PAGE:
Here, I've been thinking that the “Equal Protection” clause means that the law as it is written applies equally to white and black, rich and poor, etc. Maybe it actually means that the law applies to all rich, high-status individuals equally, while bearing in mind that it also applies to all low-status black individuals equally, although not in the same way as the high-status individuals, and in a still different way to all low-status white people, etc.
And to certain people, evidently, the law does not apply at all.
Bill Evans "Alfie"
Wednesday, November 9, 2022
Saint John Coltrane
Coltrane was certainly a miracle of human potential. He was only a man, but he was way out in front of the other people plying the same trade, the trade of trying to make a living by playing jazz music. I love many of the musicians contemporaneous to Trane, but really, there's Trane, and there's everyone else. When it was Trane's turn to solo, he immediately exploded into a dimension that was unfamiliar to the other musicians. The question of, “what can I do to compete with that?” quickly became, “what the hell is that he's doing?” John Coltrane was on another level.
It's not surprising that many fans caught the scent of the divine in Trane's music.
Something like this had happened before with Charlie “Yardbird” (generally “Bird”) Parker. A church arose around the worship of Bird, with Bird's music as the sacrament. I'm going to number the names of some churches herein to make the changes easier to follow:
Number One, “The Yardbird Temple Vanguard Revolutionary Church of the Hour.” This was in San Francisco during the 1960s.
It may help to recall that John Coltrane was born in September, 1926, and he died in July, 1967.
At some point in the sixties, a nice couple in Oakland decided that there was no better way to spend a Saturday than listening to Coltrane records on a big hi-fi in their garage. With the door open; neighbors welcome. Before long, the crowds were growing. In light of Trane's death, the divinity angle started to come into focus. In 1969, they declared themselves a congregation and purchased the Yardbird Temple, calling the new church:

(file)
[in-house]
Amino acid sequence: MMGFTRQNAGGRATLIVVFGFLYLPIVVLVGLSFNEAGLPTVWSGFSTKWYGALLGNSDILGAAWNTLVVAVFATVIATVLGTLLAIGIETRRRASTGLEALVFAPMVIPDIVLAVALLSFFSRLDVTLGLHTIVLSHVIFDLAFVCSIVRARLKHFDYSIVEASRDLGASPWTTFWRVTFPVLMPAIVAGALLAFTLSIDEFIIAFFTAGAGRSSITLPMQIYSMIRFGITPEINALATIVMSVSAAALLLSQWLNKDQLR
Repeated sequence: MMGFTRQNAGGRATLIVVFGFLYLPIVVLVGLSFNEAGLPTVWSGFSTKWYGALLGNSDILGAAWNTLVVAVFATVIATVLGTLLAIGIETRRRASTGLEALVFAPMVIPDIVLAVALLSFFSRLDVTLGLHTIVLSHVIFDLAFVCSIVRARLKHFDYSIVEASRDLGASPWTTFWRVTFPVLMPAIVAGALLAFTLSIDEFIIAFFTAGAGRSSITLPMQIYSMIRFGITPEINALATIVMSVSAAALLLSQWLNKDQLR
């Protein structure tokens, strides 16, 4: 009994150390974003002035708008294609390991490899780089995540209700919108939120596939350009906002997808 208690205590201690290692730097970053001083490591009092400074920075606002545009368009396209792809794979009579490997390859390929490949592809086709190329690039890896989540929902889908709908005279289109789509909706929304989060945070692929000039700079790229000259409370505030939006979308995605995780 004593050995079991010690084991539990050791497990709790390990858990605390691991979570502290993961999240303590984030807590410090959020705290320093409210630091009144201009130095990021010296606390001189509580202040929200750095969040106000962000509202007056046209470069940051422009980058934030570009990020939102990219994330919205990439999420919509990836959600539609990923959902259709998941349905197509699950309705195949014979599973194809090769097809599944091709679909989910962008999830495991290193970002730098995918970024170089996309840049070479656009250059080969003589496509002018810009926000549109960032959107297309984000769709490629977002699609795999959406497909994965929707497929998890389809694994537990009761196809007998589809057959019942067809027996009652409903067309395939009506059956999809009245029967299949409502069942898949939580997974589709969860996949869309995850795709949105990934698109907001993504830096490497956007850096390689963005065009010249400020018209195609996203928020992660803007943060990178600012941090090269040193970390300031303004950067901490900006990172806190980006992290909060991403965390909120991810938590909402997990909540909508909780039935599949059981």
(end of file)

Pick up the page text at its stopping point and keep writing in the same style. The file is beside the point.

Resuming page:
Number Two, “The Saint John Coltrane Church of San Francisco” (1969).
This went on fine for about ten years, but there was some kind of court battle in 1981. The Saint John Coltrane church was taken over and renamed, “The One Mind Temple Evolutionary Transitional Church of Christ.”
Wasting no time, the Coltrane church reorganized themselves and opened at a new location as the:
Number Three, “The Saint John Coltrane African Orthodox Church” (1982).
This church may still be there for all I know. They have about eighty saints, with Coltrane occupying the top spot. They create beautiful icons for each of the saints, nicely done and very ornate in a very Eastern-Orthodox manner, featuring lots of gold. The Trane icon is labeled:
“Saint John Will-I-Am Coltrane.”
I personally do not approve of religion in general, but this one can claim a much more direct connection to the divine than most. The music, of course.